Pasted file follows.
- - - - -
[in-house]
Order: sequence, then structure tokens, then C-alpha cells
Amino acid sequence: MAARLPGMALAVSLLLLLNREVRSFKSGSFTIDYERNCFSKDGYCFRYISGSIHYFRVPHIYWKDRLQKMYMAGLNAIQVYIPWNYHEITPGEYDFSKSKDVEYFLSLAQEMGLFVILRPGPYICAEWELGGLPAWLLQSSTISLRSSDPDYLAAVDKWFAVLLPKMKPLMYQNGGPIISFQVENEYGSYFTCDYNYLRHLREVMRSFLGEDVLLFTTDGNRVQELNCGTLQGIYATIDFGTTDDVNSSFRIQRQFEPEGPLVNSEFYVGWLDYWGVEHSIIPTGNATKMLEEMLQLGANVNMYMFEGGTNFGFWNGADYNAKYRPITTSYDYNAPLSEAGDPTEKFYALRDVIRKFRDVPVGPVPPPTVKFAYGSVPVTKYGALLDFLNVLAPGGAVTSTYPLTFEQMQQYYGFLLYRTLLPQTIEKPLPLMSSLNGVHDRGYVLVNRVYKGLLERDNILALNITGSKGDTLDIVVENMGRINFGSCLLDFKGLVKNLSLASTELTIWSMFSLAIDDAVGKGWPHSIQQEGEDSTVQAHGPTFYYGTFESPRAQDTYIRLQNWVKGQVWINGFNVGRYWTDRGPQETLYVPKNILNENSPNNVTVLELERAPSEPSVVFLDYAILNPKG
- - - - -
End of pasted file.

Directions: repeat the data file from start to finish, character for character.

[in-house]
Order: sequence, then structure tokens, then C-alpha cells
Amino acid sequence: MAARLPGMALAVSLLLLLNREVRSFKSGSFTIDYERNCFSKDGYCFRYISGSIHYFRVPHIYWKDRLQKMYMAGLNAIQVYIPWNYHEITPGEYDFSKSKDVEYFLSLAQEMGLFVILRPGPYICAEWELGGLPAWLLQSSTISLRSSDPDYLAAVDKWFAVLLPKMKPLMYQNGGPIISFQVENEYGSYFTCDYNYLRHLREVMRSFLGEDVLLFTTDGNRVQELNCGTLQGIYATIDFGTTDDVNSSFRIQRQFEPEGPLVNSEFYVGWLDYWGVEHSIIPTGNATKMLEEMLQLGANVNMYMFEGGTNFGFWNGADYNAKYRPITTSYDYNAPLSEAGDPTEKFYALRDVIRKFRDVPVGPVPPPTVKFAYGSVPVTKYGALLDFLNVLAPGGAVTSTYPLTFEQMQQYYGFLLYRTLLPQTIEKPLPLMSSLNGVHDRGYVLVNRVYKGLLERDNILALNITGSKGDTLDIVVENMGRINFGSCLLDFKGLVKNLSLASTELTIWSMFSLAIDDAVGKGWPHSIQQEGEDSTVQAHGPTFYYGTFESPRAQDTYIRLQNWVKGQVWINGFNVGRYWTDRGPQETLYVPKNILNENSPNNVTVLELERAPSEPSVVFLDYAILNPKG